Troubleshooting Exceptions: System.OverflowException

An OverflowException exception is thrown when an arithmetic, casting, or conversion operation in a checked context results in an overflow. An overflow occurs when an operation produces a value too large for the destination type, infinity, or Not a Number (NaN).

When casting from a number, the value must be a valid number less than infinity.

A source value cannot be infinity or Not a Number.

Make sure you are not dividing by zero.

Dividing by zero will typically yield this exception.

In languages that detect overflow, OverflowException is the exception that is thrown when overflow occurs. For example, in C#, the checked keyword is used to detect overflow conditions. An OverflowException exception occurs only in a checked context.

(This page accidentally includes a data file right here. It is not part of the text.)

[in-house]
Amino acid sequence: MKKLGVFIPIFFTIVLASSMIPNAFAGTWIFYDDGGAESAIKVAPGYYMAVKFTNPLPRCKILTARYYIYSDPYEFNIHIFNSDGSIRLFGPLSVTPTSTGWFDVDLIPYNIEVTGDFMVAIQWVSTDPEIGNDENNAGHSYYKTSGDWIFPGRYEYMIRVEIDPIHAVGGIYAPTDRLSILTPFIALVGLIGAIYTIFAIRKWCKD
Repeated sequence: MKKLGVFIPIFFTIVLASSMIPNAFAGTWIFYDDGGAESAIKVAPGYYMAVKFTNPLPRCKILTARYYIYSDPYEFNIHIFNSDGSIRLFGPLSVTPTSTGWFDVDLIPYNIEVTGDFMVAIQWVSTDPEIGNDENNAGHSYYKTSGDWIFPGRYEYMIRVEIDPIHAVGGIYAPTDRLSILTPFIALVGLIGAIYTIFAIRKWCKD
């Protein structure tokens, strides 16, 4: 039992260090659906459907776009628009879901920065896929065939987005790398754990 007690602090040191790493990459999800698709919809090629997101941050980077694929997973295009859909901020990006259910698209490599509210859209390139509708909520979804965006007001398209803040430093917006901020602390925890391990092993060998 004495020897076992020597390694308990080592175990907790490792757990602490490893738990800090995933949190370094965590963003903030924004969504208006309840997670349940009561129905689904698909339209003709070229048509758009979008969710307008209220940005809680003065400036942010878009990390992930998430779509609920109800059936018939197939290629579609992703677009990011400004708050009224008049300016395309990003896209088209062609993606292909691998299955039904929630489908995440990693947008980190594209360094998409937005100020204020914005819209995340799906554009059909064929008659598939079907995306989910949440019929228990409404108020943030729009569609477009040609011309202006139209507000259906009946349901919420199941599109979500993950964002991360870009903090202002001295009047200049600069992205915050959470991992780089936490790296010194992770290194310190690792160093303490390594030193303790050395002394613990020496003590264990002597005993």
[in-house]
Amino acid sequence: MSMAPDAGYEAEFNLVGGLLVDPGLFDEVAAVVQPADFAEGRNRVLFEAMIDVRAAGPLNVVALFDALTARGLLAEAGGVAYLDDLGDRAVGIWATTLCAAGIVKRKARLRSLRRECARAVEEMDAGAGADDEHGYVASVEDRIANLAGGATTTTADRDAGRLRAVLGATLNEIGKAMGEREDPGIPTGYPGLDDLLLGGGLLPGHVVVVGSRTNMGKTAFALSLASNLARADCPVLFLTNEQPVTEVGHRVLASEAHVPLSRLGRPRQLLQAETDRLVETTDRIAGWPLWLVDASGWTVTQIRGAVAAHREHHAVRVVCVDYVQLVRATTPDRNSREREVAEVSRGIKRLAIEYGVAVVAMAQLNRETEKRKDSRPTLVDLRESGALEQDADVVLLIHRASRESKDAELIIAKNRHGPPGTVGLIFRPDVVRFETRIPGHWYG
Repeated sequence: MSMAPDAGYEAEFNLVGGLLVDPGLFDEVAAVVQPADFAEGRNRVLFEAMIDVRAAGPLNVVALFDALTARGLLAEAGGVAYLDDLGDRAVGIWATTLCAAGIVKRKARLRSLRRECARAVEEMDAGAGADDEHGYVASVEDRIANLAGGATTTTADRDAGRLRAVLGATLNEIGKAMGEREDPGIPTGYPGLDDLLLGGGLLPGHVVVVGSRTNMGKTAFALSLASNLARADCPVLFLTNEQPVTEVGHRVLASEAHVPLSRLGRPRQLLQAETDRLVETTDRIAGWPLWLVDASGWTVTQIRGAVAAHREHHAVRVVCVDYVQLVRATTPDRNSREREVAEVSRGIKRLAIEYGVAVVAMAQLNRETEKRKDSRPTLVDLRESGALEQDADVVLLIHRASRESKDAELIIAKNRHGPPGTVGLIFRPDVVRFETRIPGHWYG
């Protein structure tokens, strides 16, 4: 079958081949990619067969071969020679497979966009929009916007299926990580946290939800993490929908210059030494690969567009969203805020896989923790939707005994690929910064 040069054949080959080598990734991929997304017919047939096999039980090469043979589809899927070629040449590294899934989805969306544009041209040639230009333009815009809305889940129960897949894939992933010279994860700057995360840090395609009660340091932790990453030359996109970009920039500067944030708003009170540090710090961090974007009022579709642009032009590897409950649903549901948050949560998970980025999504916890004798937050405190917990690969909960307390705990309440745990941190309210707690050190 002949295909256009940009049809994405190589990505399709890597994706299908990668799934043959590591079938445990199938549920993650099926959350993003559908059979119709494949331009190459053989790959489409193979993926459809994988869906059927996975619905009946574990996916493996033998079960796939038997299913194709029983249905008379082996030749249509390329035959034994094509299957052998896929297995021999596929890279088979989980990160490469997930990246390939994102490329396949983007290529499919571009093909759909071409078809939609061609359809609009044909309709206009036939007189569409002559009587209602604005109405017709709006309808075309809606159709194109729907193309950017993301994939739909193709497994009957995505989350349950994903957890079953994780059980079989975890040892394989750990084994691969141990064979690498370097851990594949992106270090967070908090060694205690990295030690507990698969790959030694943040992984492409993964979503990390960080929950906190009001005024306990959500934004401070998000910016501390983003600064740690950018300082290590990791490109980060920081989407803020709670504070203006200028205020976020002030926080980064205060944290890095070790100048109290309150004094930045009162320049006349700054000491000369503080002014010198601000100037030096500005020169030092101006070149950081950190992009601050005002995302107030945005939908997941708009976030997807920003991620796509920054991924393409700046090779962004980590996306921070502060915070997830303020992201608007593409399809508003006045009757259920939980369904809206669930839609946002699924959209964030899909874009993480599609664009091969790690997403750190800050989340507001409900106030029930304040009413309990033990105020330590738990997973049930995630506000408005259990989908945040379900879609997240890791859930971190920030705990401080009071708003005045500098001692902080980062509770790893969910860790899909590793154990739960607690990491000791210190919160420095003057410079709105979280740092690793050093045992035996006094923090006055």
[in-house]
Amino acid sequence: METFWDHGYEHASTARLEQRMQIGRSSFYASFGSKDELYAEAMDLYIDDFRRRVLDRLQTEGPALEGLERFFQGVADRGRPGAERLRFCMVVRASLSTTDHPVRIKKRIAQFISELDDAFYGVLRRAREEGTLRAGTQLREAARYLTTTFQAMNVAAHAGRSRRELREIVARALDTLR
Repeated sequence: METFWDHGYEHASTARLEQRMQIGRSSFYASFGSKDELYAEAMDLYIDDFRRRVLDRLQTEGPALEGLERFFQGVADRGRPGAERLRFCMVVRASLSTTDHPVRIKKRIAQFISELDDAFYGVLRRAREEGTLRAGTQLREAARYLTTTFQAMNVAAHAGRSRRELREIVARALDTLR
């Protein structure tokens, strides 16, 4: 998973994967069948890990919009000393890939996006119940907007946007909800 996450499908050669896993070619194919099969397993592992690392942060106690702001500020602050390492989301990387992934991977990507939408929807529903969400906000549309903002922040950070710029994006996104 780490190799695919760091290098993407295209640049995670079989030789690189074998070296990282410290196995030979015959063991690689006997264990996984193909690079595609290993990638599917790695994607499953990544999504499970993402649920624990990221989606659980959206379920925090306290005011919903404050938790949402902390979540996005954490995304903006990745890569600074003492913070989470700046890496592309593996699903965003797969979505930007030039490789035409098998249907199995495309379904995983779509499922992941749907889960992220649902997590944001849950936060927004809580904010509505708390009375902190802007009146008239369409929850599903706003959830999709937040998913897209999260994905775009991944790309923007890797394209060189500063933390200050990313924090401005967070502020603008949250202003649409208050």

For a result from an integral or decimal-type arithmetic operation or conversion that is outside the range of the destination type:

  • In a checked context, a compile-time error occurs if the operation is a constant expression. Otherwise, an OverflowException exception is thrown if the operation is performed at run time.

  • In an unchecked context, the result is truncated by discarding any high-order bits that do not fit in the destination type.

For information about the value ranges of data types, see Data Type Summary (Visual Basic), Integral Types Table (C# Reference), or Floating-Point Types Table (C# Reference).

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